- Research article
- Open Access
- Open Peer Review
Lessons learned from implementation of computerized provider order entry in 5 community hospitals: a qualitative study
BMC Medical Informatics and Decision Making volume 13, Article number: 67 (2013)
Computerized Provider Order Entry (CPOE) can improve patient safety, quality and efficiency, but hospitals face a host of barriers to adopting CPOE, ranging from resistance among physicians to the cost of the systems. In response to the incentives for meaningful use of health information technology and other market forces, hospitals in the United States are increasingly moving toward the adoption of CPOE. The purpose of this study was to characterize the experiences of hospitals that have successfully implemented CPOE.
We used a qualitative approach to observe clinical activities and capture the experiences of physicians, nurses, pharmacists and administrators at five community hospitals in Massachusetts (USA) that adopted CPOE in the past few years. We conducted formal, structured observations of care processes in diverse inpatient settings within each of the hospitals and completed in-depth, semi-structured interviews with clinicians and staff by telephone. After transcribing the audiorecorded interviews, we analyzed the content of the transcripts iteratively, guided by principles of the Immersion and Crystallization analytic approach. Our objective was to identify attitudes, behaviors and experiences that would constitute useful lessons for other hospitals embarking on CPOE implementation.
Analysis of observations and interviews resulted in findings about the CPOE implementation process in five domains: governance, preparation, support, perceptions and consequences. Successful institutions implemented clear organizational decision-making mechanisms that involved clinicians (governance). They anticipated the need for education and training of a wide range of users (preparation). These hospitals deployed ample human resources for live, in-person training and support during implementation. Successful implementation hinged on the ability of clinical leaders to address and manage perceptions and the fear of change. Implementation proceeded smoothly when institutions identified and anticipated the consequences of the change.
The lessons learned in the five domains identified in this study may be useful for other community hospitals embarking on CPOE adoption.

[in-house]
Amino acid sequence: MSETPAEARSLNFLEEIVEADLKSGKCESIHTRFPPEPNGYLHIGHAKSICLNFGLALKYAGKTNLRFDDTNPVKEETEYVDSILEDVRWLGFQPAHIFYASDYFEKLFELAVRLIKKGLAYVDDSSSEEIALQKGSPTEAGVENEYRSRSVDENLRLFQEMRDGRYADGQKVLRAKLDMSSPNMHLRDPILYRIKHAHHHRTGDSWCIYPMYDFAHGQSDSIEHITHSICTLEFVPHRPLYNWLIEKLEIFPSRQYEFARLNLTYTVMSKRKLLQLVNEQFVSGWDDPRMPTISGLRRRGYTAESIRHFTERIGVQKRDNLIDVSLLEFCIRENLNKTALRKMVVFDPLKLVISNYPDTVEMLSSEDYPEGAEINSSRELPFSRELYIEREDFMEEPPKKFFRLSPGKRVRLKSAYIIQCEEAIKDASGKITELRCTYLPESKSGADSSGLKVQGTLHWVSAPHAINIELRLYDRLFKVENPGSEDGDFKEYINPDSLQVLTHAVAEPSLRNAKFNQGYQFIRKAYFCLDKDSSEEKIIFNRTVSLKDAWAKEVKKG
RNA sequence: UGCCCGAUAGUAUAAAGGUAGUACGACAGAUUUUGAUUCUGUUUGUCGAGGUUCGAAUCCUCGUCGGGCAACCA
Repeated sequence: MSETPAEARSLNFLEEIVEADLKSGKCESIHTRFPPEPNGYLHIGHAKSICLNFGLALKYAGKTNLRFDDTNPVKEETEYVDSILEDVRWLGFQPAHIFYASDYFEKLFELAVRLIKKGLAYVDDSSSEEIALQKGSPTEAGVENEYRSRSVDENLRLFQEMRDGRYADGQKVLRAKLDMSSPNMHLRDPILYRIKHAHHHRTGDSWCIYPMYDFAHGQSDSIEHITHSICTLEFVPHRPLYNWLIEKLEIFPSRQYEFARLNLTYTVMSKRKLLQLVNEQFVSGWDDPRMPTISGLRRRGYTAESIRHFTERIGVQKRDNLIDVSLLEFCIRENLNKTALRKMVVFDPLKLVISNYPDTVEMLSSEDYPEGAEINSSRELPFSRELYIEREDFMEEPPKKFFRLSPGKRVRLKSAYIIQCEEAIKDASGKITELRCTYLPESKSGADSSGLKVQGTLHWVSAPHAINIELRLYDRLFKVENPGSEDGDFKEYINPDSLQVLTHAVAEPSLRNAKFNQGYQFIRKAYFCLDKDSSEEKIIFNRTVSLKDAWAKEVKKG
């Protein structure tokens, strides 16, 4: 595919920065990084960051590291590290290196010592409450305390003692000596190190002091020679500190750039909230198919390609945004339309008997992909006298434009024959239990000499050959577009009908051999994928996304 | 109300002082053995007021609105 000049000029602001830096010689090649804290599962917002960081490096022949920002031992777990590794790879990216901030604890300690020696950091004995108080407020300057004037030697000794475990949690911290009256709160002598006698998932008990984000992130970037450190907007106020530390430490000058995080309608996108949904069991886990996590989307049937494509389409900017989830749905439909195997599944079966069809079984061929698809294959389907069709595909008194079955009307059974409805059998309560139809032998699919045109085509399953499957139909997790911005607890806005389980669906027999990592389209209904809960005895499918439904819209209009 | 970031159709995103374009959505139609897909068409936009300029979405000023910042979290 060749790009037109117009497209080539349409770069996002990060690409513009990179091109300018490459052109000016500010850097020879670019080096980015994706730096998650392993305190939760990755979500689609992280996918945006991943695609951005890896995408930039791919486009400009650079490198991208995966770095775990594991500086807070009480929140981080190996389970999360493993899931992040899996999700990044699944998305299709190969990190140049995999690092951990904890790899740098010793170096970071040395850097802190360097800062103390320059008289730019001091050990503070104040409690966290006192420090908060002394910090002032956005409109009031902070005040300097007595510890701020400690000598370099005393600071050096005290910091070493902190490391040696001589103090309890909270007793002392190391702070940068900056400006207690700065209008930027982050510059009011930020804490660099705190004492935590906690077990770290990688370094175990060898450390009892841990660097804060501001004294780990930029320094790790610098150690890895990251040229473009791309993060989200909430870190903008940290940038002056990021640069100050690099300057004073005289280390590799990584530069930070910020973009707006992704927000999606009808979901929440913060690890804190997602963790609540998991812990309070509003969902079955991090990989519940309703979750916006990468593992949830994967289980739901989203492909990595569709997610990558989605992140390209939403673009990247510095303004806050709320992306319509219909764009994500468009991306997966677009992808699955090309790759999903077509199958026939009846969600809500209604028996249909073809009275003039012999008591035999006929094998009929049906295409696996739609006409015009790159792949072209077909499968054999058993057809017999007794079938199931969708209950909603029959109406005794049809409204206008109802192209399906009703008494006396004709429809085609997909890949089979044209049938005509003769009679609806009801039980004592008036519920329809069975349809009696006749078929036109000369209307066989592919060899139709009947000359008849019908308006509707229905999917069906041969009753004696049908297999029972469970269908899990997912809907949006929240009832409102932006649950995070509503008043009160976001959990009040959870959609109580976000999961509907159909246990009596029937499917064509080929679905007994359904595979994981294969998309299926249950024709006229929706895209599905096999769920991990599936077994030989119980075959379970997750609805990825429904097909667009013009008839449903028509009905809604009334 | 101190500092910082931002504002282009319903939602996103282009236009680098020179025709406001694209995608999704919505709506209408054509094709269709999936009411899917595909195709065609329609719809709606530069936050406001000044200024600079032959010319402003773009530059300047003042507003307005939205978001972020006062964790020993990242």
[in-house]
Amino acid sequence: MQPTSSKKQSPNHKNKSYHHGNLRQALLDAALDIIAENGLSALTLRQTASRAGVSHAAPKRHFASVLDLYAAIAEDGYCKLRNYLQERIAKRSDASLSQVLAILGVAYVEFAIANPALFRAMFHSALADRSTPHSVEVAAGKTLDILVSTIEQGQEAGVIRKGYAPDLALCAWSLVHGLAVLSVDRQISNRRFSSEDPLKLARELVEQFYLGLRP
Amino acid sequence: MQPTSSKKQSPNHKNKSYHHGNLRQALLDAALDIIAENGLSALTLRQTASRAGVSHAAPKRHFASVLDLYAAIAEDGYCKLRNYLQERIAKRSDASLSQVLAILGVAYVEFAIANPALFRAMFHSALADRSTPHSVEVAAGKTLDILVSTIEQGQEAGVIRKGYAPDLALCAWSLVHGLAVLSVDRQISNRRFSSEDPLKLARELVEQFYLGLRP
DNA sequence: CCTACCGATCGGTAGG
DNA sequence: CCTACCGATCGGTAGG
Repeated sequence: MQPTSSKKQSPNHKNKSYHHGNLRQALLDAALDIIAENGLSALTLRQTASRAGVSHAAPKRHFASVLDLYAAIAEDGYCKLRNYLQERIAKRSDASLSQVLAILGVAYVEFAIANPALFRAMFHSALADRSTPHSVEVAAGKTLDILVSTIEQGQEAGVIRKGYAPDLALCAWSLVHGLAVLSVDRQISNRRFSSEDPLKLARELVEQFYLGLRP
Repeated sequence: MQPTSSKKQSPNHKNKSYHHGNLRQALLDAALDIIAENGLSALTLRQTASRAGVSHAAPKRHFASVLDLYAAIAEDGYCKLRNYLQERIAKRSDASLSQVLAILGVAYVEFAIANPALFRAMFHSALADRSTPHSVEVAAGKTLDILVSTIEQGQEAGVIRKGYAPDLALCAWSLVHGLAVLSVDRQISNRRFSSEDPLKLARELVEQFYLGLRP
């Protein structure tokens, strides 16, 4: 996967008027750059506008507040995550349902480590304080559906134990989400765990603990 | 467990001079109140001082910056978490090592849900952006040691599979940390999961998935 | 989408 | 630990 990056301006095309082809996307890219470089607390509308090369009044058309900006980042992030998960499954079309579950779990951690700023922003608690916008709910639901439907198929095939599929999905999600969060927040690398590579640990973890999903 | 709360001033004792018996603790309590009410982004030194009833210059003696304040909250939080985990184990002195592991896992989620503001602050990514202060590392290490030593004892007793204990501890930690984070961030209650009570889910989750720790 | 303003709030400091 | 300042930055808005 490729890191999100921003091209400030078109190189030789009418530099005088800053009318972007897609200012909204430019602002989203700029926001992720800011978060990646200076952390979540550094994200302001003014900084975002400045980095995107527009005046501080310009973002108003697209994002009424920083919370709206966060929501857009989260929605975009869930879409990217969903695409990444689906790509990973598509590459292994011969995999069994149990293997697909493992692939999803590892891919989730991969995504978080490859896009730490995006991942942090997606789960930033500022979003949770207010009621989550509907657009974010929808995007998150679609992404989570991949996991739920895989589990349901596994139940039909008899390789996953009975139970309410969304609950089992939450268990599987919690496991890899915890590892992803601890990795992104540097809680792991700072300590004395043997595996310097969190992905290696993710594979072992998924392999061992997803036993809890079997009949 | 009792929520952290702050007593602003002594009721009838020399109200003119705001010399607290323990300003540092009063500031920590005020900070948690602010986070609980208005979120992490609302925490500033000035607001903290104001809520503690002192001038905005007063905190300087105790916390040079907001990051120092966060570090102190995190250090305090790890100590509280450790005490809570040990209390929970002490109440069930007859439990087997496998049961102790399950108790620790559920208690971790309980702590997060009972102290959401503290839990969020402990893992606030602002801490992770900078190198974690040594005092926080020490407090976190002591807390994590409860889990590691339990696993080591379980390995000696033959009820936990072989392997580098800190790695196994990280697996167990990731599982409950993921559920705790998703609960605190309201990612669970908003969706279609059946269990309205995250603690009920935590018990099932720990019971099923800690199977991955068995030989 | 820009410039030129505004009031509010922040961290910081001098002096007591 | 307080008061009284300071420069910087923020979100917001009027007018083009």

Computerized provider order entry (CPOE), especially when coupled with clinical decision support (CDS), can lead to improved safety, quality and efficiency of care, by preventing medication errors, avoiding redundant testing and promoting the use of evidence-based treatments, among other mechanisms [1–5]. Although most studies and systematic reviews have suggested that CPOE results in better, safer care, other reports have questioned the magnitude of CPOE’s effects and the generalizability of findings from the limited number of academic centers that have adopted CPOE [6, 7]. Despite these potential benefits, and the wide availability of commercially developed CPOE systems for nearly two decades, most hospitals in the United States do not have CPOE . Hospitals face a host of barriers to adopting CPOE, ranging from resistance among physicians to the cost of the systems.
The Health Information Technology for Economic and Clinical Health (HITECH) Act,  which will award multi-million dollar incentive payments to hospitals that can demonstrate meaningful use of CPOE, represents a major policy shift that has already begun to accelerate US hospitals’ adoption of CPOE . Because so few hospitals have experience with implementing CPOE, and because many of the early adopters of CPOE were academic medical centers and/or hospitals that engineered homegrown CPOE systems, community hospitals embarking on the implementation of commercial CPOE systems have little accumulated experience to guide their approach. Furthermore, few studies have been done of vendor or community hospital implementation, and their experiences may differ in many ways from academic hospitals.
In Massachusetts, five community hospitals agreed to participate in a before-after study of CPOE implementation in 2005. From 2006 to 2009, these hospitals implemented commercially-purchased CPOE systems. In this study, we used qualitative research methods to characterize the experience of hospital staff – including nurses, physicians, pharmacists and hospital leaders – relative to CPOE implementation, with the goal of identifying generalizable lessons that could help to guide other community hospitals undertaking CPOE implementation.
We designed a qualitative study to capture various perspectives of the CPOE implementation process in five community hospitals. The methods included site visits for field observation and in-depth interviews with key informants at all five facilities. The study protocol and instrument materials were reviewed by the Partners Healthcare Human Research Committee and by the study site committees and determined to meet criteria for exemption from further IRB review per the regulations found at 45 CFR 46.101(b) (2) Use of educational tests (cognitive, diagnostic, aptitude, achievement), survey procedures, interview procedures, or observation of public behavior. The authors attest that the study was conducted in compliance with the World Medical Association’s Declaration of Helsinki - Ethical Principles for Medical Research Involving Human Subjects.